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Appears in Collections:Literature and Languages eTheses
Title: Investigating trainee interpreters’ cognitive load in simultaneous interpreting and sight translation
Author(s): Li, Duoduo
Supervisor(s): de Pedro Ricoy, Raquel
Kuipers, Jan
Keywords: Simultaneous Interpreting
Sight Translation
Cognitive Load
Working Memory Capacity
Pupil size
Text difficulty
Delivery rate
Issue Date: 2023
Publisher: University of Stirling
Abstract: While SI and ST have distinct mechanisms, they both exert significant cognitive demands on interpreters. Each mode has its own unique input method, and this difference underscores the importance of a comparative analysis. This study investigates the effects of delivery rate and text difficulty on trainee interpreters’ cognitive load in simultaneous interpreting (SI) and sight translation (ST), comprising both an online experiment and a lab experiment. To delve deeply into this, a mixed-method approach was adopted. Data collection encompassed both quantitative and qualitative methods, including self-assessments, pupillometry, galvanic skin response (GSR), holistic accuracy assessments, and retrospective interviews. Online study findings indicated a higher cognitive load for trainees in SI than in ST. In SI, both delivery rate and text difficulty influenced the trainees’ perceived cognitive load and their accuracy scores, with delivery rate showing a stronger impact. In contrast, for ST, while both factors affected perceived cognitive load and accuracy, text difficulty had a more pronounced effect on trainees’ output accuracy. Lab study confirmed greater cognitive load in SI compared to ST, with delivery rate significantly influencing pupil size in SI. Both delivery rate and text difficulty influenced accuracy in SI, reaffirming the stronger impact of delivery rate. In ST, although no significant changes in pupil size were observed due to either factor, accuracy was influenced by both, with text difficulty showing a more pronounced effect. Furthermore, the performance-based measurement of cognitive load, represented by trainees’ accuracy scores, consistently confirmed these findings, whereas physiological measurements, like pupil size, showed mixed results. No significant differences were observed in GSR across various conditions in both SI and ST tasks, and no correlation was identified between GSR and either pupil size or accuracy scores. This research offers empirical evidence for the cognitive comparison between sight translation and simultaneous interpreting, providing some valuable insights for pedagogical practices.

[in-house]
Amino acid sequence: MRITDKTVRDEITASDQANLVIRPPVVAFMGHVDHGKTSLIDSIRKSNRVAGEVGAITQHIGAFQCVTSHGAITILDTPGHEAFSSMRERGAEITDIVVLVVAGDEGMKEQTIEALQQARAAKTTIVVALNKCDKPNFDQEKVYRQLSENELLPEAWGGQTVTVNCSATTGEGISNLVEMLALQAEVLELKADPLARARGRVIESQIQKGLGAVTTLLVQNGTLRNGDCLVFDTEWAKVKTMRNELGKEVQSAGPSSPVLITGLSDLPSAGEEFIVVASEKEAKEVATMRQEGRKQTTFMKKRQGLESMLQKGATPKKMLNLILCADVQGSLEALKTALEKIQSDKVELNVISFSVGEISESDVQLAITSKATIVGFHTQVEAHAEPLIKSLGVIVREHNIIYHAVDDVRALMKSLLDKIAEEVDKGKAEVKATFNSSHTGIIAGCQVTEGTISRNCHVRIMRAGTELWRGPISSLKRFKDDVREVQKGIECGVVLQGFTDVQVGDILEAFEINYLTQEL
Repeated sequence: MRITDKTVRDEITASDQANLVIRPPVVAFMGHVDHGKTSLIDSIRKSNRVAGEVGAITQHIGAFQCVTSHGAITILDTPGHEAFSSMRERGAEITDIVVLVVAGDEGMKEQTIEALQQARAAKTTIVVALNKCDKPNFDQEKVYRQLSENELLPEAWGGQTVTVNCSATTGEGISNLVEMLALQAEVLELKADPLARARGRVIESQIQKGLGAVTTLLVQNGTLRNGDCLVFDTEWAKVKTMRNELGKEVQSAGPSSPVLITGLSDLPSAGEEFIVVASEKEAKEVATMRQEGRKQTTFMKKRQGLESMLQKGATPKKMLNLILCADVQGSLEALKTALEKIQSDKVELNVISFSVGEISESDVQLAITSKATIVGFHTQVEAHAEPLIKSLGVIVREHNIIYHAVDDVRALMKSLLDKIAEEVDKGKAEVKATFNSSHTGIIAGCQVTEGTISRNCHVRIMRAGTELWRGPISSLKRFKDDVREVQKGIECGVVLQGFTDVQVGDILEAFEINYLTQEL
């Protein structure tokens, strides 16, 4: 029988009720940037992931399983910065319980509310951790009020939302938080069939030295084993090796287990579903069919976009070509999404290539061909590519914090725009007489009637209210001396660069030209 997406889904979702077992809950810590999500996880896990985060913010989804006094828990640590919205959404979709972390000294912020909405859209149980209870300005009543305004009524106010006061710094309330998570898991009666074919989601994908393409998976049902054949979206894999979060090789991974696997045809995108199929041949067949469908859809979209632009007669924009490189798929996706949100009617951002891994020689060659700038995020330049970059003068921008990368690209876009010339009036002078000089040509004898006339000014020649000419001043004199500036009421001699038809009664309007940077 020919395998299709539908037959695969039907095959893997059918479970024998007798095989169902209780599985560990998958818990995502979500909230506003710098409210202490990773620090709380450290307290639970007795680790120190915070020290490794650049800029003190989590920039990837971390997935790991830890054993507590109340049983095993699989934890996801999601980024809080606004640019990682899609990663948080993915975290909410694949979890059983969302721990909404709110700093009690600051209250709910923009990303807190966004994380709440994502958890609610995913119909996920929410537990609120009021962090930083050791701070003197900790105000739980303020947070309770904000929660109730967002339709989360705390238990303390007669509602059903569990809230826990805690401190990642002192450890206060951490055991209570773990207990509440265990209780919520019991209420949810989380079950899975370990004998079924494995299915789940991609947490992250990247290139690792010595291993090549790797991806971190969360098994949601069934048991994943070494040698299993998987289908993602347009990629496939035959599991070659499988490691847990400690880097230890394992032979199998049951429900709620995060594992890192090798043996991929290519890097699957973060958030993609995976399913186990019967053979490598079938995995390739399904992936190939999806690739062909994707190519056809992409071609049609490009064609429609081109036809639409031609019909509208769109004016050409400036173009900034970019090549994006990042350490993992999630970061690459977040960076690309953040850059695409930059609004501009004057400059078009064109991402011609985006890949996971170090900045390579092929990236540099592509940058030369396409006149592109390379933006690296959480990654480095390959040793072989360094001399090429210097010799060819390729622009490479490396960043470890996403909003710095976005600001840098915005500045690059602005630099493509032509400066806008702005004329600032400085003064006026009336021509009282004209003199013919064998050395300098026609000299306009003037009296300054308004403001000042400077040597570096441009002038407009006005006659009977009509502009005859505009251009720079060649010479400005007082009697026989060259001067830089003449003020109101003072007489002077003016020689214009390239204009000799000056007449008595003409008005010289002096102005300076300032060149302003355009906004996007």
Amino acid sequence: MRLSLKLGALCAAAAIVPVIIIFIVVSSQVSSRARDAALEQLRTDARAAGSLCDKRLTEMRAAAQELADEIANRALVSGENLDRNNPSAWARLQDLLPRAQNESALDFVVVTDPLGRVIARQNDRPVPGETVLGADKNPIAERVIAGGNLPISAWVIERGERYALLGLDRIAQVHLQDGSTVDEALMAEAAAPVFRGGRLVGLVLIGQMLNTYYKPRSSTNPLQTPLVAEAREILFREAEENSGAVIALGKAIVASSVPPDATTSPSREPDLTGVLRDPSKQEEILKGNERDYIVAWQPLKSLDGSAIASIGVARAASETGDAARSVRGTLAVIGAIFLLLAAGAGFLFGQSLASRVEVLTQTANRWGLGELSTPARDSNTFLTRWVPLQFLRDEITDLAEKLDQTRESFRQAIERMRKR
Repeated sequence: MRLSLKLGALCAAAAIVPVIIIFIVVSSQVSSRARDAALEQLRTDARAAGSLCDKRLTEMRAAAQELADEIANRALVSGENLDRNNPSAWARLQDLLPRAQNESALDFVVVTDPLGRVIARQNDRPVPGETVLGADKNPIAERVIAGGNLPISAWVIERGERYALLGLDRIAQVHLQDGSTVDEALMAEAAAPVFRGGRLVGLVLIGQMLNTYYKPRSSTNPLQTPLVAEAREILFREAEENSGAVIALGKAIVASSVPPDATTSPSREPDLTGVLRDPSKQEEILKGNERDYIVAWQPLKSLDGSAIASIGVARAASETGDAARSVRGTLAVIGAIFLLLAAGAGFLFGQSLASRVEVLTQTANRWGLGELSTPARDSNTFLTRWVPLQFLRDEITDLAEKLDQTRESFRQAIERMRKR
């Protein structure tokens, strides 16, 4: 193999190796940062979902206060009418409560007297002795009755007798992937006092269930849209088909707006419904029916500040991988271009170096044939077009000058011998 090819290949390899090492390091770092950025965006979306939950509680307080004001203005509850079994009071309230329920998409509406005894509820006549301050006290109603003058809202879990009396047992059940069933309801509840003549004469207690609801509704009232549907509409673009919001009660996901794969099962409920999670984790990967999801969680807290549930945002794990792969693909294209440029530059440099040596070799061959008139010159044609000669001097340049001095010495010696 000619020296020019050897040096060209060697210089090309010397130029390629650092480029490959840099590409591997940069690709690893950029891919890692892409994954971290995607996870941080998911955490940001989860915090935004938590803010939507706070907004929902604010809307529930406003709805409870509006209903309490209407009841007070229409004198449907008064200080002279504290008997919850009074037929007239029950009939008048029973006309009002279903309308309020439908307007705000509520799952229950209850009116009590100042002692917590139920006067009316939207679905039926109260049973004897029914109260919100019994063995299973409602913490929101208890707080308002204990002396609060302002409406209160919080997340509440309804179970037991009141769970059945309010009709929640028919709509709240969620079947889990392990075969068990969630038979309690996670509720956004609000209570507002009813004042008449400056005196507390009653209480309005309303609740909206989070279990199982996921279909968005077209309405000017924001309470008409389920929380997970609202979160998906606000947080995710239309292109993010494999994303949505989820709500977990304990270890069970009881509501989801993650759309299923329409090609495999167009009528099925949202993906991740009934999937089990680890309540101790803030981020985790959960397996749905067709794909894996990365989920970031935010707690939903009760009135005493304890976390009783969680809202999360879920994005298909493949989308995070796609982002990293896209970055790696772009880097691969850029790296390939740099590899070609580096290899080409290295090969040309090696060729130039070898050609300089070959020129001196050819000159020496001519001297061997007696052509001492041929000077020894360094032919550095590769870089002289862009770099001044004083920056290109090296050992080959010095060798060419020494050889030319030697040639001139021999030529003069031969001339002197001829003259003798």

Type: Thesis or Dissertation

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